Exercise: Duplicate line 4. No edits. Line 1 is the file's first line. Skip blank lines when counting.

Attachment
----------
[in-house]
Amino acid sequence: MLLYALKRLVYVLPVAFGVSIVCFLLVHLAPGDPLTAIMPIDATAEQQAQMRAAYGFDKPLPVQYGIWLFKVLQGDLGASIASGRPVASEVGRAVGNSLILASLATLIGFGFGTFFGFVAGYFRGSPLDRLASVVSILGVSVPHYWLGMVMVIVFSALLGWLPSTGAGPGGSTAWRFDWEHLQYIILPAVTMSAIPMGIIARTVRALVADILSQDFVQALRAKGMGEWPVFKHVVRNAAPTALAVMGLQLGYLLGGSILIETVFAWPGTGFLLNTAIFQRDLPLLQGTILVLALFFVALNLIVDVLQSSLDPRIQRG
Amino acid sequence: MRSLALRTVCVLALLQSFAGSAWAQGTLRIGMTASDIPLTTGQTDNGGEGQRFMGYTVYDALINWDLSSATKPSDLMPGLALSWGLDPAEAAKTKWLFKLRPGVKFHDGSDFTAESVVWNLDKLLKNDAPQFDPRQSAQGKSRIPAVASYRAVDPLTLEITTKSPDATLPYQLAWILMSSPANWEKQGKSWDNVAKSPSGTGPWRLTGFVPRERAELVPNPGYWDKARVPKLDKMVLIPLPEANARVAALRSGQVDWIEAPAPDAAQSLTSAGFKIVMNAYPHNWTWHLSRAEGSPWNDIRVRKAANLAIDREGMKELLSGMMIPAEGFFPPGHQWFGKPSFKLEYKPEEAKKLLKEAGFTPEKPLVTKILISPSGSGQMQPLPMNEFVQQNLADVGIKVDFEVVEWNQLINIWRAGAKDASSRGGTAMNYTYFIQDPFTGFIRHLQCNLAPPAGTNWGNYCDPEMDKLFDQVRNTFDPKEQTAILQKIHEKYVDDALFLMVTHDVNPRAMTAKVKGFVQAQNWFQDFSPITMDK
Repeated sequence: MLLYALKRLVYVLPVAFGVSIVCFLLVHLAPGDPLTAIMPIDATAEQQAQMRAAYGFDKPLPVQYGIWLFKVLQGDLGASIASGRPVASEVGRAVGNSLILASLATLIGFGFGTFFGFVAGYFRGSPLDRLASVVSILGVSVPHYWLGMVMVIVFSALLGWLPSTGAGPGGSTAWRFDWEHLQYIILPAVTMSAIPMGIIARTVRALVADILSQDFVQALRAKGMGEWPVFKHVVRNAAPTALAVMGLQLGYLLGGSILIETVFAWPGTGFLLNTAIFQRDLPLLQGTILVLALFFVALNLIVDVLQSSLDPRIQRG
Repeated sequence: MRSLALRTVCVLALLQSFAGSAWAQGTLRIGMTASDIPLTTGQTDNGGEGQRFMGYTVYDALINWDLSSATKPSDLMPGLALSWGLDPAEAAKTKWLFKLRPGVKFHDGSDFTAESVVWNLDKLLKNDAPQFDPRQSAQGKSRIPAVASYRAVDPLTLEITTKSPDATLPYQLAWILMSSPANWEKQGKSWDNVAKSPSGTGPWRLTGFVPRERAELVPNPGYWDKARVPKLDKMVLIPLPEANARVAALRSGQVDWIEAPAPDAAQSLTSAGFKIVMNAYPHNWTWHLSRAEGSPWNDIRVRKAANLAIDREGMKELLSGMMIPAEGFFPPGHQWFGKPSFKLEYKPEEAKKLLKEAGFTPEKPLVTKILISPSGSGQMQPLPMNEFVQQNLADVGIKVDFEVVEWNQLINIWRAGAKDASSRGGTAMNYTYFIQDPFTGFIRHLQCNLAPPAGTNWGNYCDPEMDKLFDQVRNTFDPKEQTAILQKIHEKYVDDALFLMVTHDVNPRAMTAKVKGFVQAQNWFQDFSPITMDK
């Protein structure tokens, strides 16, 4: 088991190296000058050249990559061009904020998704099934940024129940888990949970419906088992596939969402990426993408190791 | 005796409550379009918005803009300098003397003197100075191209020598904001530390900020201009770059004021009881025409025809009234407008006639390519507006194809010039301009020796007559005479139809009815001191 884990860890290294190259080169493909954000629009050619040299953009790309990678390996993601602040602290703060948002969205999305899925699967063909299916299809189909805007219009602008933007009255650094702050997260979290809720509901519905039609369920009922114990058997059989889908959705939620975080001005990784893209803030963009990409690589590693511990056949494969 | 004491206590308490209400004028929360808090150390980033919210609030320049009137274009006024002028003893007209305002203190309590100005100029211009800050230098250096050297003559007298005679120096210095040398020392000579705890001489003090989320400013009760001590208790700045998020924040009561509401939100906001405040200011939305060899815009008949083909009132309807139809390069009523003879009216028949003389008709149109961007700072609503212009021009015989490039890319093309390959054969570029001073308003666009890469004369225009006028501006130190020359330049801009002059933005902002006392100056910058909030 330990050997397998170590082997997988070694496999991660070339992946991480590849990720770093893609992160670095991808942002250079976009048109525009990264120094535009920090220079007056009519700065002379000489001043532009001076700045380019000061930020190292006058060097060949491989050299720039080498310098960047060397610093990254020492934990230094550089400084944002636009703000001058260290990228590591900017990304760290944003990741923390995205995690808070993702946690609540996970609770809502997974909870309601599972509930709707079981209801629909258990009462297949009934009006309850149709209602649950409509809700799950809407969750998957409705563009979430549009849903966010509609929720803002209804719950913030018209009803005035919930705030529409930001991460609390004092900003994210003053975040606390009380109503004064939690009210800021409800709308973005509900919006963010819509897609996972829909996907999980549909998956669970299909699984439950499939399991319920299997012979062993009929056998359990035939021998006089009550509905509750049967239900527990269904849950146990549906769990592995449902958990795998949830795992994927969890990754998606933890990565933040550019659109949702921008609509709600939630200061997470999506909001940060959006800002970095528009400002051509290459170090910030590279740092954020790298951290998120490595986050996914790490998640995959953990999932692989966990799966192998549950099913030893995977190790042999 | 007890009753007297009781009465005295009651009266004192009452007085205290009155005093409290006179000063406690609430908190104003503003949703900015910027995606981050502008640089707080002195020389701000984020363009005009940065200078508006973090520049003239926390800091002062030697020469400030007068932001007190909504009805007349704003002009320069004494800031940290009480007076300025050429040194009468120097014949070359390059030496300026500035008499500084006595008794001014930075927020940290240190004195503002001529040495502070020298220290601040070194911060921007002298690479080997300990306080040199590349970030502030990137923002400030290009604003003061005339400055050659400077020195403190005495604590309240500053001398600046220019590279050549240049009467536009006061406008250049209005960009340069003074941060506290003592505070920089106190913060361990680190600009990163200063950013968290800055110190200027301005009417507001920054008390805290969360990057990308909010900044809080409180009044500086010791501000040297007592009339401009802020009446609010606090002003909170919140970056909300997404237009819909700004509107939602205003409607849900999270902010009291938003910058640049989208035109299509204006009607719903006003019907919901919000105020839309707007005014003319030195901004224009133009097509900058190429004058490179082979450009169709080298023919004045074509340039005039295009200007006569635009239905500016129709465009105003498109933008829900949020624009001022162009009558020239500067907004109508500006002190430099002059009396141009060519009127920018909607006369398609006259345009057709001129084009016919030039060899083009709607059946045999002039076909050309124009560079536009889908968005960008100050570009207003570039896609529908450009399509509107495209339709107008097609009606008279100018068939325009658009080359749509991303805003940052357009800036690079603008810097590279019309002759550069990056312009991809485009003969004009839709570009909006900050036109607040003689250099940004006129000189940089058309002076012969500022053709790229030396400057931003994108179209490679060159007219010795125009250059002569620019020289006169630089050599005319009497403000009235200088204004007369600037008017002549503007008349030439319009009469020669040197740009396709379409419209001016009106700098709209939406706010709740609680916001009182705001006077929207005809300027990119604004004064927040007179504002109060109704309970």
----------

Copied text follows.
Repeated sequence: MLLYALKRLVYVLPVAFGVSIVCFLLVHLAPGDPLTAIMPIDATAEQQAQMRAAYGFDKPLPVQYGIWLFKVLQGDLGASIASGRPVASEVGRAVGNSLILASLATLIGFGFGTFFGFVAGYFRGSPLDRLASVVSILGVSVPHYWLGMVMVIVFSALLGWLPSTGAGPGGSTAWRFDWEHLQYIILPAVTMSAIPMGIIARTVRALVADILSQDFVQALRAKGMGEWPVFKHVVRNAAPTALAVMGLQLGYLLGGSILIETVFAWPGTGFLLNTAIFQRDLPLLQGTILVLALFFVALNLIVDVLQSSLDPRIQRG